The recent study conducted by the U.S. Geological Survey used a new model and updated satellite-based observations to explain the mechanism behind flow reduction and shortages in the Upper Basin. The primary focus of this study was to measure surface net radiation rather than focusing only on temperature measurements to explain flow reduction. Surface albedo, also known as reflectivity, determines the amount of solar radiation that is absorbed by land surface, which can drive the process of evapotranspiration. Evapotranspiration is the sum of evaporation and plant transpiration from the Earth’s land and ocean surface to the atmosphere. This process accounts for the movement of water to the air from sources such as the soil, canopy interception, and waterbodies. As a result, an increase in evapotranspiration increases the movement of water to the air and reduces the amount of water remaining in waterbodies.

The USGS study revealed that the reduction of snow cover largely accounted for the decrease of streamflow in the Upper Basin. Surface albedo is highly sensitive to snow cover, which is an efficient reflector of solar radiation. As temperatures rise, more precipitation falls as rain instead of snow, and what snow does fall melts earlier in the year. The loss of snow exposes the land to increased solar radiation. The absorbed radiative energy is dissipated by further heating of the lower atmosphere and increased evaporative cooling. The increased evaporation consumes water that would otherwise run off into the river, reducing the amount of streamflow. This results in a chain reaction, where the increase in temperature starts a process which ultimately leads to a further increase in temperature.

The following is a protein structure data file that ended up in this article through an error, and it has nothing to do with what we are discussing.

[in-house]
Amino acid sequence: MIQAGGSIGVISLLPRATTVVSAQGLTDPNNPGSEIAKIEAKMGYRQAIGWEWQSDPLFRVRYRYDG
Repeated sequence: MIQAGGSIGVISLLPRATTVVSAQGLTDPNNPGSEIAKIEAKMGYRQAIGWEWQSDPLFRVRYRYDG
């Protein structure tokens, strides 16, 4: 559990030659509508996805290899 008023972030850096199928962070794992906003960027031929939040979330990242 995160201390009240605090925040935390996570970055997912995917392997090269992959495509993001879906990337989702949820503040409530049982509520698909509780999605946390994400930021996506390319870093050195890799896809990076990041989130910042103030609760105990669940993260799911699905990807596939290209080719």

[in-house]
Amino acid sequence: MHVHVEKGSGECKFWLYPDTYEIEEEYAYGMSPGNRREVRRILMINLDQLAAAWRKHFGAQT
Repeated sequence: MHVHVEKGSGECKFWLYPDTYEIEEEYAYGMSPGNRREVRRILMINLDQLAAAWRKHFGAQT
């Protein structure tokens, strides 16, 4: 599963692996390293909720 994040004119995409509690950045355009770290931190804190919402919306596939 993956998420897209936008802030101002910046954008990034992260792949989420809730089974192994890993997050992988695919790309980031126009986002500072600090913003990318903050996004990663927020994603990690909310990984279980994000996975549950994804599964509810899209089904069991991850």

Due to the reduced snow cover, streamflow in the Upper Basin is decreasing by about 5 percent per degree Fahrenheit as a consequence of atmospheric warming, causing a 20 percent reduction over the past century. There is the possibility that precipitation levels may change as a result of climate change, but this remains highly uncertain. While increased precipitation may partially offset the impacts of atmospheric warming, precipitation decreases would likely exacerbate warming impacts. Until now, the inability to identify a physical mechanism that accounts for the sensitivity of streamflow to atmospheric warming has made the translation of climate-change temperature projections into flow projections highly uncertain. The identification of these physical mechanisms may enable more robust projections of future streamflow, which in turn may allow for more precise planning and management of Upper Basin water resources.

Conclusion and Implications

Because Colorado River water supplies millions of people, businesses, and farms with water, the projected future reduction of Colorado River streamflow due to atmospheric warming poses a significant concern. The Upper Basin continues to experience streamflow reductions that may increase over time. However, the identification of the physical mechanisms behind streamflow reduction, as well as the corresponding reduction rate of 5 percent per degree Fahrenheit, may help future planning by water agencies, industry, and agricultural interests in the future. The U.S. Geological Survey study is available online at: Colorado River Flow Dwindles as Warming-Driven Loss of Reflective Snow Energizes Evaporation, available at